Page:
How to decrease your home’s carbon footprint

Home buyers and owners from coast to coast have zeroed in on cost and energy-saving features in an effort to boost sustainability and make homes more efficient and cost effective. There are many simple and effective ways to reduce home energy use simply by adjusting personal habits. Turning off lights and adjusting the temperature settings are a good start. More efficient plumbing fixtures and faucets, appliances, and heating and cooling systems also reduce the electric load and water consumption and save money. However, it may be surprising to note that only about 30% of the average American’s carbon footprint comes from home energy use. Even though more conservative energy use is advisable, there are other ways to make a bigger impact on the environment.  

How to do more

Data from the Union of Concerned Scientists on the Global Stewards website confirms that heating and cooling constitutes 17 percent of a home’s energy use, while other energy use comprises 15 percent of the total. The two best ways to make an immediate impact on household carbon footprint, then, according to Global Stewards recommendations is  to switch to a “renewable energy option” through your local service provider. In addition, consumers who are interested in calculating their personal carbon footprints can consider buying carbon offsets from a certified provider. These two steps are critical, according to the group. As more citizens make the jump to renewable energy in the home, reducing carbon footprint in other ways — including transportation, food and other purchases — become more viable for individuals, businesses, organizations and governments to address.  

Changing the home’s infrastructure

Owners can also make a difference in their home’s energy quotient, according to the pros, in the following ways:
  • Add solar panels to your roof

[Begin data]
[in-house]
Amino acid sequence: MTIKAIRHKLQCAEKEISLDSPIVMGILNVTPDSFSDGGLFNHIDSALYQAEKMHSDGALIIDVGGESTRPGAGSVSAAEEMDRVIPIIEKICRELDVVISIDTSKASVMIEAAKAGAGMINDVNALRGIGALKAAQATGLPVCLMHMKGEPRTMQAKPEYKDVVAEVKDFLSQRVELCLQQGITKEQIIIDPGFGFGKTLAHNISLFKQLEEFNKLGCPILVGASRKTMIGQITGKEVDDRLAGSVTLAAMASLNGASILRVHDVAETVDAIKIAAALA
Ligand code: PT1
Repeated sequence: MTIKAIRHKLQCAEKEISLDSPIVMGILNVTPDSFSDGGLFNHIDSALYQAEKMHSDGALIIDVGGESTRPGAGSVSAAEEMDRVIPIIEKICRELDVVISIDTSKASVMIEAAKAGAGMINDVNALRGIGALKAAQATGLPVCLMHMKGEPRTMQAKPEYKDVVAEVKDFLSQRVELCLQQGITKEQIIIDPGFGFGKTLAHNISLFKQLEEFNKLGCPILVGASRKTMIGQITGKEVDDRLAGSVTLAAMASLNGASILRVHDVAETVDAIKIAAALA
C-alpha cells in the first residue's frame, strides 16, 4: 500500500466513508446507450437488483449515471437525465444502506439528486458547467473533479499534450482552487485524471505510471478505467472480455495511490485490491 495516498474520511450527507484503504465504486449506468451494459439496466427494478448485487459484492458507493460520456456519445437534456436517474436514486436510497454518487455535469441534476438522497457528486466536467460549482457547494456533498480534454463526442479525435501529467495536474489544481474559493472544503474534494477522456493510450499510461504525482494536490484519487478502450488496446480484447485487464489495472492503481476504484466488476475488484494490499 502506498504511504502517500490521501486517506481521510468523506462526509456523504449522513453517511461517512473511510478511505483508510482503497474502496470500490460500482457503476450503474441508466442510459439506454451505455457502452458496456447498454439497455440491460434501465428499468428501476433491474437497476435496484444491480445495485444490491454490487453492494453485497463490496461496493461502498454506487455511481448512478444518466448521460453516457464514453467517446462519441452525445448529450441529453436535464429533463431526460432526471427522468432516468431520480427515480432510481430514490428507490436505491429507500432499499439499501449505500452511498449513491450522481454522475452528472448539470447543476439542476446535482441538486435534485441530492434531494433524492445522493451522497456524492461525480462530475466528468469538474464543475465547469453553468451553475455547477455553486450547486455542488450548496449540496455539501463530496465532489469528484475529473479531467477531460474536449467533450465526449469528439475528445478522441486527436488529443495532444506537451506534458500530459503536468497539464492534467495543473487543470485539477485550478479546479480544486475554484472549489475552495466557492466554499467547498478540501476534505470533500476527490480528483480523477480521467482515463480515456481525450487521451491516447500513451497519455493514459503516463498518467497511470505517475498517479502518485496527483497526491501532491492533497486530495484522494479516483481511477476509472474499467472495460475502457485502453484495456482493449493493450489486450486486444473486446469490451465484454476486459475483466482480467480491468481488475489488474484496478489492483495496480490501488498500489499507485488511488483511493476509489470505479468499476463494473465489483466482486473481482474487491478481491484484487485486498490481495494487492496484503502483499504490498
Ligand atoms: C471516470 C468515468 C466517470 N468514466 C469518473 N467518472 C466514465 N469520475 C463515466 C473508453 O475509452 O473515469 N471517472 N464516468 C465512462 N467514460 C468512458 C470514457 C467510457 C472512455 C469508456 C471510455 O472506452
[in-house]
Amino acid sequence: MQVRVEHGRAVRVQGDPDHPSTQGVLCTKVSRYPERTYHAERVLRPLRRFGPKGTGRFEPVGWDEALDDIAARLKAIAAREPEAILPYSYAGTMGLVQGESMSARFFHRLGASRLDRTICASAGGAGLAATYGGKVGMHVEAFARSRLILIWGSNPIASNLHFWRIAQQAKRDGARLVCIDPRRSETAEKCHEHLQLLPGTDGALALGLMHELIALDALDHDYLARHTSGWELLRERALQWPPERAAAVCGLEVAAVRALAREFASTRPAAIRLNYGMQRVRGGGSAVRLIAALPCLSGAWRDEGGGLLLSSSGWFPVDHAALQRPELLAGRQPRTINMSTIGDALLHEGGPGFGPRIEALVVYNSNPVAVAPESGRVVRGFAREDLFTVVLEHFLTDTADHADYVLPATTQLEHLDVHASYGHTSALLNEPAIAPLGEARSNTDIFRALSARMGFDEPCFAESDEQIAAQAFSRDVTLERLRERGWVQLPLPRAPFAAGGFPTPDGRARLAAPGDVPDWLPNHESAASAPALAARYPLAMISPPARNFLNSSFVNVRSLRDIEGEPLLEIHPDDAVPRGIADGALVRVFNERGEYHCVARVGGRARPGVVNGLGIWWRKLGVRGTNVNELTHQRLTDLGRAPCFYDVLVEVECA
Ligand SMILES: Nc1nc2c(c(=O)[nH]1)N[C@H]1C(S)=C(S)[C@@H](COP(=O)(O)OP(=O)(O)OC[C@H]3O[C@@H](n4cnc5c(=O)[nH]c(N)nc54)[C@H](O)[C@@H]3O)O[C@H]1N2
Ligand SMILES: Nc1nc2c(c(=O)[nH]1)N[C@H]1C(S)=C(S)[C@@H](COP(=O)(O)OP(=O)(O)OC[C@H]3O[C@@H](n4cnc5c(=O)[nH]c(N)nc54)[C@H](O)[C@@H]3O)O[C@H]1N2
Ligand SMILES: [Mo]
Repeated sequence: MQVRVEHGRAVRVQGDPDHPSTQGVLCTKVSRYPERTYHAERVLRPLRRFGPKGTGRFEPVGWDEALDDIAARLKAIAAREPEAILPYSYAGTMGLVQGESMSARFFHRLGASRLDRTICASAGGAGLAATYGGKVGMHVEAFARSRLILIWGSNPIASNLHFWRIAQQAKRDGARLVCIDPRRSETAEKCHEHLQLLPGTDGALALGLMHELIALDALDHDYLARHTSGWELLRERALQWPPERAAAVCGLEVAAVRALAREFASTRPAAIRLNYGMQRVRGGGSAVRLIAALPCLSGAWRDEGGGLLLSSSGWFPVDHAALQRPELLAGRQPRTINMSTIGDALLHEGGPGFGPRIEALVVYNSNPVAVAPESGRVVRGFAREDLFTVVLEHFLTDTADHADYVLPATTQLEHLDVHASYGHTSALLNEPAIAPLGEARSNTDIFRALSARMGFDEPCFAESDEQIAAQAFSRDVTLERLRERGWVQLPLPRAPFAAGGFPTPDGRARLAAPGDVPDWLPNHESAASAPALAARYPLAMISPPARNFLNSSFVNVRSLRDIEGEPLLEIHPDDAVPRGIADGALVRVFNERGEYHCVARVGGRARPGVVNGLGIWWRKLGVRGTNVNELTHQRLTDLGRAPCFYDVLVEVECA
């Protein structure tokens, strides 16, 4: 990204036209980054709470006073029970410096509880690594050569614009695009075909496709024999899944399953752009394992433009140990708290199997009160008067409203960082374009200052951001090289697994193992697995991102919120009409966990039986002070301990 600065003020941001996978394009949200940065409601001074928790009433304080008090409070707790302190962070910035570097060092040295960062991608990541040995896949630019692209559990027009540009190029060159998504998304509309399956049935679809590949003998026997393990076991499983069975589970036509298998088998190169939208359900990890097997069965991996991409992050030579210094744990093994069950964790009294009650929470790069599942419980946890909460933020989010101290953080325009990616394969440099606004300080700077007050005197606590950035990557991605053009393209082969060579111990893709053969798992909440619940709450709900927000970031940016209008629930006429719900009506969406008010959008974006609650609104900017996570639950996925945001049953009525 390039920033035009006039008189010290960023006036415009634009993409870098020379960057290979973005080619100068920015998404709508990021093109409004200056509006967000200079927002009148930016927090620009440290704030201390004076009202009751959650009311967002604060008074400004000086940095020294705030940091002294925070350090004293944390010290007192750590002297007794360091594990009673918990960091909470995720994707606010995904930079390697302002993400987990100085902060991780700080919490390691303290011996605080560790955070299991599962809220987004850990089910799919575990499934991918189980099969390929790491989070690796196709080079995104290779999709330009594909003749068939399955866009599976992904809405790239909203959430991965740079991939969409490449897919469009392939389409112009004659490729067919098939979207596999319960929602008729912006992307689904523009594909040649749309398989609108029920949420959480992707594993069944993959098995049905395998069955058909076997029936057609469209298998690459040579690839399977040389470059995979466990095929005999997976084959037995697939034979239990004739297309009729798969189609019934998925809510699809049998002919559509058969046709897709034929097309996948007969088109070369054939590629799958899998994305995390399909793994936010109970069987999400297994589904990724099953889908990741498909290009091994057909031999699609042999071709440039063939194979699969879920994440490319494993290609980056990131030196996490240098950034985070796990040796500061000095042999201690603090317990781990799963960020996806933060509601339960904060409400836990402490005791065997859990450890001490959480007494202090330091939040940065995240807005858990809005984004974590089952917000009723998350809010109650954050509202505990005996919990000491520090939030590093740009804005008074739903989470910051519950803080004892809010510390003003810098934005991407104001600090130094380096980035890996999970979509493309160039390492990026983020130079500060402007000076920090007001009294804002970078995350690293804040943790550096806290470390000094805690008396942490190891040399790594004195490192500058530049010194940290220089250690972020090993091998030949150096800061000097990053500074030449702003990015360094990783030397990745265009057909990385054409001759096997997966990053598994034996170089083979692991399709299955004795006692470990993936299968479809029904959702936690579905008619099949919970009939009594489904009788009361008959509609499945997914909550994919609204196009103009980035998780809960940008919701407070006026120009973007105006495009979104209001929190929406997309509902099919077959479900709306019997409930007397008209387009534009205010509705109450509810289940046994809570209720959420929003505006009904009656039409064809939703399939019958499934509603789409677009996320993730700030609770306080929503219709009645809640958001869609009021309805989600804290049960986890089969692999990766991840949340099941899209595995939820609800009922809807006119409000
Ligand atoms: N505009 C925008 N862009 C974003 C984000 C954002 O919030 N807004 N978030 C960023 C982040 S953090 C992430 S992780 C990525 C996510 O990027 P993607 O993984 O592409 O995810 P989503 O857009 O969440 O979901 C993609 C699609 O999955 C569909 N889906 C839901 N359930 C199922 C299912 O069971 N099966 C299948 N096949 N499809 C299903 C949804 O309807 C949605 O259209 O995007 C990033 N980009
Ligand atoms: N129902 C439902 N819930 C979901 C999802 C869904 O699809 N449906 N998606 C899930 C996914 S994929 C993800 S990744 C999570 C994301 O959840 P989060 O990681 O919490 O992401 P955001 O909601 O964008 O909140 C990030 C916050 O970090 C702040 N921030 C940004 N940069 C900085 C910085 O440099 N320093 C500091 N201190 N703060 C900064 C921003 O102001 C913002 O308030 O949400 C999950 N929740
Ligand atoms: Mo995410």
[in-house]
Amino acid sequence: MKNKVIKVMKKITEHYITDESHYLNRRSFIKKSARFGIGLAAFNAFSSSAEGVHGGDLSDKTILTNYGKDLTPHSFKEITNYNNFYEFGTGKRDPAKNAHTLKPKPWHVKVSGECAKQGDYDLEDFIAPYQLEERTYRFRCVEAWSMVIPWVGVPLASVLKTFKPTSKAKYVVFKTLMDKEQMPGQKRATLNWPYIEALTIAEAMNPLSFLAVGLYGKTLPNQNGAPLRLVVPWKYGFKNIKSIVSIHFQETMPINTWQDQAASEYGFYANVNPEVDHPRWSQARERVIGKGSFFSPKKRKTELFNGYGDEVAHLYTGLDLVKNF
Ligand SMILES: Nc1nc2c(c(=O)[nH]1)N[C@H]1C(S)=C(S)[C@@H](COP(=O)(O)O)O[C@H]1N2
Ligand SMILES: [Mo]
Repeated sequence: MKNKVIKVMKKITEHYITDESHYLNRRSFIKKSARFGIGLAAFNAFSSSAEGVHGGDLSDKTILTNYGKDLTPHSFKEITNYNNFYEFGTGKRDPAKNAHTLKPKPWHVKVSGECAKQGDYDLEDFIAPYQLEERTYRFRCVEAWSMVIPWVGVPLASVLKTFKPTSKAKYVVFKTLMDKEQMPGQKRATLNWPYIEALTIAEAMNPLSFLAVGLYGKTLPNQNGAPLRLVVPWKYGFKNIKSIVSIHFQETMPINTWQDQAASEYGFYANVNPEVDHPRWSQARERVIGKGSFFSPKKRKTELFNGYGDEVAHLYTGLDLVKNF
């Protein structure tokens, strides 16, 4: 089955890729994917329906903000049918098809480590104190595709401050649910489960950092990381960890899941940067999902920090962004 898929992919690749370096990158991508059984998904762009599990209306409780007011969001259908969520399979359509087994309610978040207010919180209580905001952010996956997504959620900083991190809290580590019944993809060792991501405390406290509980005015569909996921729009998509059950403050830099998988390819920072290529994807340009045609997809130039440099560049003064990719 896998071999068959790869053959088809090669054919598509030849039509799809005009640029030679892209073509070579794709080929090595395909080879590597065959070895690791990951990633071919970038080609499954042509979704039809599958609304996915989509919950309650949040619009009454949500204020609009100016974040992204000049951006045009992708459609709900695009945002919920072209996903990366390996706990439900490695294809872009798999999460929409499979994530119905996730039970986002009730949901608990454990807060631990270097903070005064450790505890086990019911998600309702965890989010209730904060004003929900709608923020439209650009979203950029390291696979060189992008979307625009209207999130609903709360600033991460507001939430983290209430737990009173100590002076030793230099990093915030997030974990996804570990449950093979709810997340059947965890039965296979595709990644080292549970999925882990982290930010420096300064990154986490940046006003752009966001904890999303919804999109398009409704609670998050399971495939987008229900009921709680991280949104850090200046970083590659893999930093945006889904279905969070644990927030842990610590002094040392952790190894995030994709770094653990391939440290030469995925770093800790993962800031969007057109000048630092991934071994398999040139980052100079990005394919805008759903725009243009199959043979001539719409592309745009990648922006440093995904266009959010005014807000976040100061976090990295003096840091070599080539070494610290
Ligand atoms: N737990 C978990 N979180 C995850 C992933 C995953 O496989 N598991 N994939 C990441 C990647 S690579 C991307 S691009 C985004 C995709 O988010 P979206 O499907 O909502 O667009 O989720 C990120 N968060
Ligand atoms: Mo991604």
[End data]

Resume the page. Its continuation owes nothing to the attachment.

• Buy and install only Energy Star rated equipment
  • Add additional insulation
  • Weatherstrip all doors and windows
  • Seal cracks and eliminate drafts
  • Replace single-pane windows on older homes, with modern thermal-pane, Low-E rated brands
  • Change to programmable thermostats
  • Embrace technology and home automation to control heating and cooling, lighting and irrigation
  • Schedule a home energy audit, and addressing the “energy drains” that are detected
Residential and commercial builders worldwide have made great strides in addressing energy use, green standards, and building “health” in recent years. LEED certification is a standard for new construction, and builders and remodelers recognize the value of modern energy-saving standards, even when sustainable materials and standards are not mandated by code.  

Individual action counts

As effective as these widespread efforts are, however, the global reduction of harmful emissions requires additional individual attention. To learn more about what families and groups can do to effect change in local communities, become involved in action groups and educational efforts that focus attention on solutions rather than dire predictions. The Zero-Volt Challenge: It’s possible to reduce your energy bill with a few simple lifestyle changes. Print the worksheet, identify major energy drains and follow the instructions to make a big dent in your bill. Obviously, if everyone did the same, national energy consumption would be lowered. Other actions include:
  • Joining a local or national organization to spread the word and educate citizens.
  • Educating yourself, embracing positive change in your own home, and then moving on to other areas of life and activity, as you choose.
  • Supporting the ongoing development of renewable energy sources.
  • Investigating global concerns, developments and efforts to reduce the world’s carbon footprint.
***** By Preston Guyton REALTOR® 

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